With the centenary of World War One in 2014 it seems appropriate to re-examine the influences that shaped the greatest outpouring of public works of art in the form of war memorials in our history. Although memorials were often allegorical, sanitising the brutality and carnage in favour of ideals of sacrifice, honour and duty, I have tried to select those scenes that depict the reality of war. There is hardly a town or village that has not erected a permanent memorial to the fallen. We may pass them so frequently that we give them little thought. Yet these memorials from the simple cross, to the ornate sculptures carry an enduring message of suffering.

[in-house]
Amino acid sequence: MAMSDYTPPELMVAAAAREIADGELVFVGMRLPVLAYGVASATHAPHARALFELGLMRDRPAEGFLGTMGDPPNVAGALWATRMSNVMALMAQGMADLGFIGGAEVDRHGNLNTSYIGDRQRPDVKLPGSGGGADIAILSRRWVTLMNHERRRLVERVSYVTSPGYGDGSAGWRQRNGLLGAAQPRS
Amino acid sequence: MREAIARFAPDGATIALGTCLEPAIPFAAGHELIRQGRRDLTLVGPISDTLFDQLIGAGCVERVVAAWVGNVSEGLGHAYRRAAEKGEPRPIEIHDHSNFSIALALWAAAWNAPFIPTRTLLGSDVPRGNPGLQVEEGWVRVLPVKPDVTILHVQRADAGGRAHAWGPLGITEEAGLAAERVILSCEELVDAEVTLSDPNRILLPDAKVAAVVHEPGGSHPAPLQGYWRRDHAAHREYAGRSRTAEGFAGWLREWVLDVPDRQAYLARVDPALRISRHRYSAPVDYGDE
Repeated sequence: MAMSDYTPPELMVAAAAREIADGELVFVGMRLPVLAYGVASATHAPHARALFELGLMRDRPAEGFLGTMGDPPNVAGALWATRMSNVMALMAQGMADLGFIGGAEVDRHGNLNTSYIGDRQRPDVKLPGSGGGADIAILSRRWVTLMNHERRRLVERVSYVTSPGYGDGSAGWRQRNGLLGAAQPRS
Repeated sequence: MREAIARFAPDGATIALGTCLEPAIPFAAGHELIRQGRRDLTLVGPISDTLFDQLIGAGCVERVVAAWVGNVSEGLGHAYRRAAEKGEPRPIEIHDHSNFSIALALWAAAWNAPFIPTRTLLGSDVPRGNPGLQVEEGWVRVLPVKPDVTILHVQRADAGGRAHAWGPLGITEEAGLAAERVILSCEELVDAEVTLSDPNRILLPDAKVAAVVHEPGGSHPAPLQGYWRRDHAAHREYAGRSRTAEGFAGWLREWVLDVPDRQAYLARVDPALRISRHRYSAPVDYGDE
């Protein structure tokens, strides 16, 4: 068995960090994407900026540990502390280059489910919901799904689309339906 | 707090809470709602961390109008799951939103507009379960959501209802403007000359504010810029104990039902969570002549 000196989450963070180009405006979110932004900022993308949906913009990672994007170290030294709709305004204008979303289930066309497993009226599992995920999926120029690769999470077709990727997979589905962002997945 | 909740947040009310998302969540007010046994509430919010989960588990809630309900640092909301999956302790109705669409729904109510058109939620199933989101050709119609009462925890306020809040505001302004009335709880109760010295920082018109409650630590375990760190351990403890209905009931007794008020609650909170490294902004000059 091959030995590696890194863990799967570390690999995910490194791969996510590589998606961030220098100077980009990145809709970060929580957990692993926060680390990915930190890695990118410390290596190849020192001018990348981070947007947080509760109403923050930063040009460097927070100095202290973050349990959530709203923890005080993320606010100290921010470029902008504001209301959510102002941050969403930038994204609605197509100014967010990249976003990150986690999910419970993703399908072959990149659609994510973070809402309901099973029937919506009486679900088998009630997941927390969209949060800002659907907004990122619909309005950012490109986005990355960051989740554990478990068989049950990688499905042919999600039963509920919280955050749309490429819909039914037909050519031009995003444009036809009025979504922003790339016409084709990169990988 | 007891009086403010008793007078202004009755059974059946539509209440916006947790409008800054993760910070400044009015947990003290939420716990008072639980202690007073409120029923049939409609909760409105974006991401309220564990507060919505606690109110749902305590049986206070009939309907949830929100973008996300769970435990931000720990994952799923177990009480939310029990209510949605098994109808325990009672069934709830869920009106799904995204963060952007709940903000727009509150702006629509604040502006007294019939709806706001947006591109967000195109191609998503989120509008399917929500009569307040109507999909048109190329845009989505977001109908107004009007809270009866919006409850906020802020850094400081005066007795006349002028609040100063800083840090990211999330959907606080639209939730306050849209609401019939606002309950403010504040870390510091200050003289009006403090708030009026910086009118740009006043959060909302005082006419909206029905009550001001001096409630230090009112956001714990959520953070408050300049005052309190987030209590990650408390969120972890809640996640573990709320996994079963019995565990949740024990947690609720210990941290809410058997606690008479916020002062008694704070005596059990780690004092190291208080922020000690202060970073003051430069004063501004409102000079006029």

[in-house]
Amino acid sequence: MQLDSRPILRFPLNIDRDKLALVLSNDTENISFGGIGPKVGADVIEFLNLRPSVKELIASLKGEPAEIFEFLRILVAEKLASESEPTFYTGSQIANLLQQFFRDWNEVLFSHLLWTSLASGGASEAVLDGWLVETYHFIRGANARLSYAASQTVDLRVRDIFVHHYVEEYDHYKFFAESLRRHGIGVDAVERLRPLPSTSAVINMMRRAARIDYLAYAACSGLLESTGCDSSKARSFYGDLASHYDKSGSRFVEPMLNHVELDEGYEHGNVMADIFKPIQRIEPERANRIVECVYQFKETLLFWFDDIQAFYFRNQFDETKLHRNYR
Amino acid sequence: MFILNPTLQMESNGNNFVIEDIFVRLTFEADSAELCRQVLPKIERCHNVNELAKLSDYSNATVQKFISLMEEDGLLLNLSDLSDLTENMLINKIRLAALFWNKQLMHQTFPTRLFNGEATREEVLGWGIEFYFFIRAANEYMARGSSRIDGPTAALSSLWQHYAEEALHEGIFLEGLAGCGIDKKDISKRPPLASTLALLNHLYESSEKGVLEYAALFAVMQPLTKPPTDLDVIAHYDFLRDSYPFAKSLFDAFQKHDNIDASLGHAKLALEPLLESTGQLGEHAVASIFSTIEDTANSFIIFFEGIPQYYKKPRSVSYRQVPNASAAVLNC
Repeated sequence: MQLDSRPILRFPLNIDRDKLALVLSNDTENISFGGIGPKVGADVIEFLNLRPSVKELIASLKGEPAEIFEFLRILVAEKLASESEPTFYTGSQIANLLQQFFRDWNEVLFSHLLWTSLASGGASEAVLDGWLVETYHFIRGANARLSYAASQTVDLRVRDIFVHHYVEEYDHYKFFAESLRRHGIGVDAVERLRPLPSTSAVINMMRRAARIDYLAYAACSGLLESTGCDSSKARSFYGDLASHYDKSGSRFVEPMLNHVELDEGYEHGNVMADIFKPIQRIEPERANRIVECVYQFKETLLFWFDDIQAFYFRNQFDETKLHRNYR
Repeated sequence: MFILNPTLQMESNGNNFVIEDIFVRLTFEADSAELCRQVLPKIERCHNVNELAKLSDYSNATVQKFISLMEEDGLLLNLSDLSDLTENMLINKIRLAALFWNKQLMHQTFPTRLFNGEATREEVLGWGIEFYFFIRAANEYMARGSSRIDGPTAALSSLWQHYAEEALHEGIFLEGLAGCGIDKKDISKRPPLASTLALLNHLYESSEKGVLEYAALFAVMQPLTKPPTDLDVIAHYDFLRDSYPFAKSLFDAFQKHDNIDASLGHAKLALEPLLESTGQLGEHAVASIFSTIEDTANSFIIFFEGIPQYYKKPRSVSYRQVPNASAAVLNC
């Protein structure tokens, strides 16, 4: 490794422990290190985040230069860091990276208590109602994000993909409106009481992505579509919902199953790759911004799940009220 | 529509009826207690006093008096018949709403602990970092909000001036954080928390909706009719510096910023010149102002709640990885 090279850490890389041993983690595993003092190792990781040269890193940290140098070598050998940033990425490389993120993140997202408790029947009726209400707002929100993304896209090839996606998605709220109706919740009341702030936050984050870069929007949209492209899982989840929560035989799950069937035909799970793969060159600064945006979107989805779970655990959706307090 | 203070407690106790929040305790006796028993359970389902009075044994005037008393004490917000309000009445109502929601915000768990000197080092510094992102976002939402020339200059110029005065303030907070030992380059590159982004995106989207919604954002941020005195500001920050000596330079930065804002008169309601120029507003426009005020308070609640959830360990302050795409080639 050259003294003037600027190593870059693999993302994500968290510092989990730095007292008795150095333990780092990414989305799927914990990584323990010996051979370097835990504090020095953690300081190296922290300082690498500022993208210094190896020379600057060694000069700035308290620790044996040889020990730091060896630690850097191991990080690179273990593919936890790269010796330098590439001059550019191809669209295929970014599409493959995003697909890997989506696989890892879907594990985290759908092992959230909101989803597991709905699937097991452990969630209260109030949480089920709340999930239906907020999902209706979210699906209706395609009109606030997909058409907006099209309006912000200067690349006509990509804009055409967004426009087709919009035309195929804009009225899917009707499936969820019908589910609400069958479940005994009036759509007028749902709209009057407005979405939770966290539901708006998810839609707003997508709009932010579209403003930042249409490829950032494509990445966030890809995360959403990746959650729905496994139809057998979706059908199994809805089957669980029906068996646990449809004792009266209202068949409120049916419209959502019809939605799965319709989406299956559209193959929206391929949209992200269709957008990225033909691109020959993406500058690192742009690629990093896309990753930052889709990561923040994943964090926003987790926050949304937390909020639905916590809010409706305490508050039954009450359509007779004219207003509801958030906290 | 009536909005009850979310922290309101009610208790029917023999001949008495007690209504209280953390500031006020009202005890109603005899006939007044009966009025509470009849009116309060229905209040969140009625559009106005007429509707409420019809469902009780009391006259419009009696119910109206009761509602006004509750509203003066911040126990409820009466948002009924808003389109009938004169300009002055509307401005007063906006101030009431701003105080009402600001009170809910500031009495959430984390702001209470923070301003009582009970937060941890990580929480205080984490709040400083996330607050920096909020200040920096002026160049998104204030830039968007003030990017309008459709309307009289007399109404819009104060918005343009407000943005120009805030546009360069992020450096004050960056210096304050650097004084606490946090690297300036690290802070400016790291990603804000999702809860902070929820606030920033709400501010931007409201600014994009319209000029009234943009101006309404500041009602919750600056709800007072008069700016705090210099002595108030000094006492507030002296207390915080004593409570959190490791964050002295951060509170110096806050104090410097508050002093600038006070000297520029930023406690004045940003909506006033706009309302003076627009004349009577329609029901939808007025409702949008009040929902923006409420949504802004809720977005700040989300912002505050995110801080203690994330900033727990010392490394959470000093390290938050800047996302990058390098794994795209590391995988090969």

Ashton Gardens in the town of St Anne’s on Sea, Lancashire, UK
Unveiled 12th October 1924
Sculptor Walter Marsden ( Military Cross )1882 – 1969
Son of a blacksmith from Church near Accrington, Lancashire
Marsden is said to have wanted to capture the constant nervous strain of trench warfare, and the ever present feeling of danger that produced so much mental agony.
“The Contorted Soldier”